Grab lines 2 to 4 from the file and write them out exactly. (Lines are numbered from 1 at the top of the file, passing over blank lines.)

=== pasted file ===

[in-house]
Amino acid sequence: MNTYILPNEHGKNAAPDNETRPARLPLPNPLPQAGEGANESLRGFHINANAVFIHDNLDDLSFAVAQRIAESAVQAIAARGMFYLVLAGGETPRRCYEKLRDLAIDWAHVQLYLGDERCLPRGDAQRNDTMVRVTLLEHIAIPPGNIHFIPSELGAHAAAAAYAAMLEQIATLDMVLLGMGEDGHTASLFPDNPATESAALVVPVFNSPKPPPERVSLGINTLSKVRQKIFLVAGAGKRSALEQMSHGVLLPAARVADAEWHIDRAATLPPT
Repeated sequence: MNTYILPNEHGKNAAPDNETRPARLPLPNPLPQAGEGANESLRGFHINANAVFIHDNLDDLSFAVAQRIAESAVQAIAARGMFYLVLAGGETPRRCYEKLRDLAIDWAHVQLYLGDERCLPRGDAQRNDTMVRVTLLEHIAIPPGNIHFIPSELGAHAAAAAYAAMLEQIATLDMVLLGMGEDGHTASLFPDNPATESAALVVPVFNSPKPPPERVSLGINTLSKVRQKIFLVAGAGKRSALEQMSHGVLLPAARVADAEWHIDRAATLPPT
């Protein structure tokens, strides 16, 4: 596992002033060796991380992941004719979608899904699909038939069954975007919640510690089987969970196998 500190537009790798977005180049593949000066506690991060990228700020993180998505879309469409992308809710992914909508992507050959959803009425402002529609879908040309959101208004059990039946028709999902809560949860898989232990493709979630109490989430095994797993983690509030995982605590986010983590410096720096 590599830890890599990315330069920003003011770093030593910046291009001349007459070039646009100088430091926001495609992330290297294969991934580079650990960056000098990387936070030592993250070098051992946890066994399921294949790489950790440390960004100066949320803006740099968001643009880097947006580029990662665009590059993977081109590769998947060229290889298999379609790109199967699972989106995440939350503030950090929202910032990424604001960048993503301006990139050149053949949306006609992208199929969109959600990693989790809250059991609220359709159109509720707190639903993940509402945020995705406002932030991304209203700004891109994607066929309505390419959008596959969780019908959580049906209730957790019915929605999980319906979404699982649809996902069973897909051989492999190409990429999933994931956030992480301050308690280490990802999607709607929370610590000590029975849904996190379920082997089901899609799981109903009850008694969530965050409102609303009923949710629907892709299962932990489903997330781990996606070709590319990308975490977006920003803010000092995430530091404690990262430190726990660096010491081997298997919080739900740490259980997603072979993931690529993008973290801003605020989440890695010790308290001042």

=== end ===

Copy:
Amino acid sequence: MNTYILPNEHGKNAAPDNETRPARLPLPNPLPQAGEGANESLRGFHINANAVFIHDNLDDLSFAVAQRIAESAVQAIAARGMFYLVLAGGETPRRCYEKLRDLAIDWAHVQLYLGDERCLPRGDAQRNDTMVRVTLLEHIAIPPGNIHFIPSELGAHAAAAAYAAMLEQIATLDMVLLGMGEDGHTASLFPDNPATESAALVVPVFNSPKPPPERVSLGINTLSKVRQKIFLVAGAGKRSALEQMSHGVLLPAARVADAEWHIDRAATLPPT
Repeated sequence: MNTYILPNEHGKNAAPDNETRPARLPLPNPLPQAGEGANESLRGFHINANAVFIHDNLDDLSFAVAQRIAESAVQAIAARGMFYLVLAGGETPRRCYEKLRDLAIDWAHVQLYLGDERCLPRGDAQRNDTMVRVTLLEHIAIPPGNIHFIPSELGAHAAAAAYAAMLEQIATLDMVLLGMGEDGHTASLFPDNPATESAALVVPVFNSPKPPPERVSLGINTLSKVRQKIFLVAGAGKRSALEQMSHGVLLPAARVADAEWHIDRAATLPPT
């Protein structure tokens, strides 16, 4: 596992002033060796991380992941004719979608899904699909038939069954975007919640510690089987969970196998 500190537009790798977005180049593949000066506690991060990228700020993180998505879309469409992308809710992914909508992507050959959803009425402002529609879908040309959101208004059990039946028709999902809560949860898989232990493709979630109490989430095994797993983690509030995982605590986010983590410096720096 590599830890890599990315330069920003003011770093030593910046291009001349007459070039646009100088430091926001495609992330290297294969991934580079650990960056000098990387936070030592993250070098051992946890066994399921294949790489950790440390960004100066949320803006740099968001643009880097947006580029990662665009590059993977081109590769998947060229290889298999379609790109199967699972989106995440939350503030950090929202910032990424604001960048993503301006990139050149053949949306006609992208199929969109959600990693989790809250059991609220359709159109509720707190639903993940509402945020995705406002932030991304209203700004891109994607066929309505390419959008596959969780019908959580049906209730957790019915929605999980319906979404699982649809996902069973897909051989492999190409990429999933994931956030992480301050308690280490990802999607709607929370610590000590029975849904996190379920082997089901899609799981109903009850008694969530965050409102609303009923949710629907892709299962932990489903997330781990996606070709590319990308975490977006920003803010000092995430530091404690990262430190726990660096010491081997298997919080739900740490259980997603072979993931690529993008973290801003605020989440890695010790308290001042």